Today, all the students move back on campus and start their spring semester classes tomorrow. I again get to benefit from having somewhat of a meal plan, allowing me to eat in the dining halls for free and sleep in an extra few minutes since I no longer have to pack a lunch.
I’m frequently torn on whether to take advantage of this–as the saying goes “there’s no such thing as a free lunch.” Free lunch for me sometimes means additional calories and extra temptations, even though there are MANY healthy options at the college dining hall (extensive salad bar, soups, a “balanced plate” option, sandwiches, omelets, etc.). The problem is that I typically have to talk myself OUT of visiting the cookie/dessert bar each day. But today I read something–two things actually–that made me pretty effing grateful and more optimistic that my lunch deal was a good deal.
First, I read this article on why junk food is typically better than the lunches you’d typically get in the public school system. Apparently, the quality of meat that kids in the K-12 public school system consume really is mystery meat. It’s not monitored as rigorously as products at fast food restaurants and the quality of meat is barely above the standards that would be used for pet food. (Side note: why are our pets also getting poor-quality food?)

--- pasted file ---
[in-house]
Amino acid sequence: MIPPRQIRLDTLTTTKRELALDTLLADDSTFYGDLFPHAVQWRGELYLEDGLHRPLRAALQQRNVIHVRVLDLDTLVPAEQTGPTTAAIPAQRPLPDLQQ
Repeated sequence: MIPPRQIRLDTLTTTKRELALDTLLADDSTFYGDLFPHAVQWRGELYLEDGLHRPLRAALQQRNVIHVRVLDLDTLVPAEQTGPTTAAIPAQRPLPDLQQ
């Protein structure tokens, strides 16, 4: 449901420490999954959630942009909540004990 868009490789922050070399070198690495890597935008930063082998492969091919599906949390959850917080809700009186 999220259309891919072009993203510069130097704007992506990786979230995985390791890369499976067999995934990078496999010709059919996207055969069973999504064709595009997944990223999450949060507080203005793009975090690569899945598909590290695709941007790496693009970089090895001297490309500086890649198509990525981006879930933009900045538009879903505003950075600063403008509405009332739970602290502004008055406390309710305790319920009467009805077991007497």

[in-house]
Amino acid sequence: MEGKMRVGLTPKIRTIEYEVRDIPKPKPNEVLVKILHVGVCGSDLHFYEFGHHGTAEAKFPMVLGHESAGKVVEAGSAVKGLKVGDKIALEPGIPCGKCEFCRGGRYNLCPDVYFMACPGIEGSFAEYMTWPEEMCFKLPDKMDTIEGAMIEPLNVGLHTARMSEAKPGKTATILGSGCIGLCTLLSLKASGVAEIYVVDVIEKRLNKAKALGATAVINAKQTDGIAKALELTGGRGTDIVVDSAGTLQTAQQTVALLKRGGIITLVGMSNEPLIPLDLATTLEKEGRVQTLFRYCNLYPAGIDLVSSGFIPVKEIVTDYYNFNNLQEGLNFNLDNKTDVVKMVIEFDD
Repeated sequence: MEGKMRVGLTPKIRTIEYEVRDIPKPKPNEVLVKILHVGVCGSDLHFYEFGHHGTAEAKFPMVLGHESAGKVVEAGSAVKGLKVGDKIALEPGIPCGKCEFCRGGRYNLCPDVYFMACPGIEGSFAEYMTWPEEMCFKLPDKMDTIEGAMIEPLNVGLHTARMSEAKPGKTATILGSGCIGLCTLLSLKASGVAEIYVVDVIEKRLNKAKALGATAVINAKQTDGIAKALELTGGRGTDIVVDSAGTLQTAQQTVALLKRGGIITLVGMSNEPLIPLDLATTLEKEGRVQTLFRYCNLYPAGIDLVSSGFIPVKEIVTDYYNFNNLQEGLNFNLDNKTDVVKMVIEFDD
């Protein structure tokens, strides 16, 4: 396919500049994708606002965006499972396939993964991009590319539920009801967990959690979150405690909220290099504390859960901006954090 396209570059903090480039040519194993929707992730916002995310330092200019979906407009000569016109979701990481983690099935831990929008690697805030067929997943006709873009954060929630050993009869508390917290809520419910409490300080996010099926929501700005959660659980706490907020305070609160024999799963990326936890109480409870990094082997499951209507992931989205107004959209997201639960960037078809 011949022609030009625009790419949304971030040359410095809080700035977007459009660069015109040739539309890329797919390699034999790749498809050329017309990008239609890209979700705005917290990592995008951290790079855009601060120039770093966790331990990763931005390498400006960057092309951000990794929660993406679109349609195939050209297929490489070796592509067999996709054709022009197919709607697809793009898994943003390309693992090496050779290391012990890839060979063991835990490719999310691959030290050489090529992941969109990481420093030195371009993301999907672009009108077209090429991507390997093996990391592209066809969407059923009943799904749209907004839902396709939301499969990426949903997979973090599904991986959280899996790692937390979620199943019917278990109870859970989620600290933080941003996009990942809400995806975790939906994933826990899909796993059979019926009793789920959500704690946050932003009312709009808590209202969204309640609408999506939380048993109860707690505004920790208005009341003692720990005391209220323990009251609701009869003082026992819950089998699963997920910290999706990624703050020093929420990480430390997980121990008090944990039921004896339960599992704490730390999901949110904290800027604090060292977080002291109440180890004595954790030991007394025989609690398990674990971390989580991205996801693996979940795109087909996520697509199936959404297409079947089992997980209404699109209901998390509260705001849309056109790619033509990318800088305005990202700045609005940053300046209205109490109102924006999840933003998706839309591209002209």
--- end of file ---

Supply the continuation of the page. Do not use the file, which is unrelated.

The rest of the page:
Since colleges and universities typically contract a company (Chartwells and Sodexo are two of the more popular ones) and these companies typically function as caterers in a sense. They develop a meal plan, purchase food from a variety of suppliers (they typically don’t have access to a federally subsidized meat provider) and prepare and serve said food. Most of the food (even soups) is made from scratch where I work.
Then I saw this blog by a K-12 teacher who is using her hard-earned salary to purchase (ugh… and eat) and document the typical cafeteria meal at school in 2010. I’m already horrified and it’s only a couple weeks into the project. I hope she’ll address the potential issues with the fact that all of this food appears to be cooked and served in plastic or styrofoam. Don’t schools know the FDA is investigating the possible health risks of BPA in food packaging? Plus it’s not sustainable in the least.
I’m so glad my meals don’t look like that. Nor do I remember meals in K-12 being quite that horrifying. Whatever happened to the line-up of middle aged women in floral aprons and hairnets scooping steamed frozen peas and carrots from massive aluminum chafing pans? It appears as if this generation of lunch ladies simply swivel from the microwave to the lunch tray.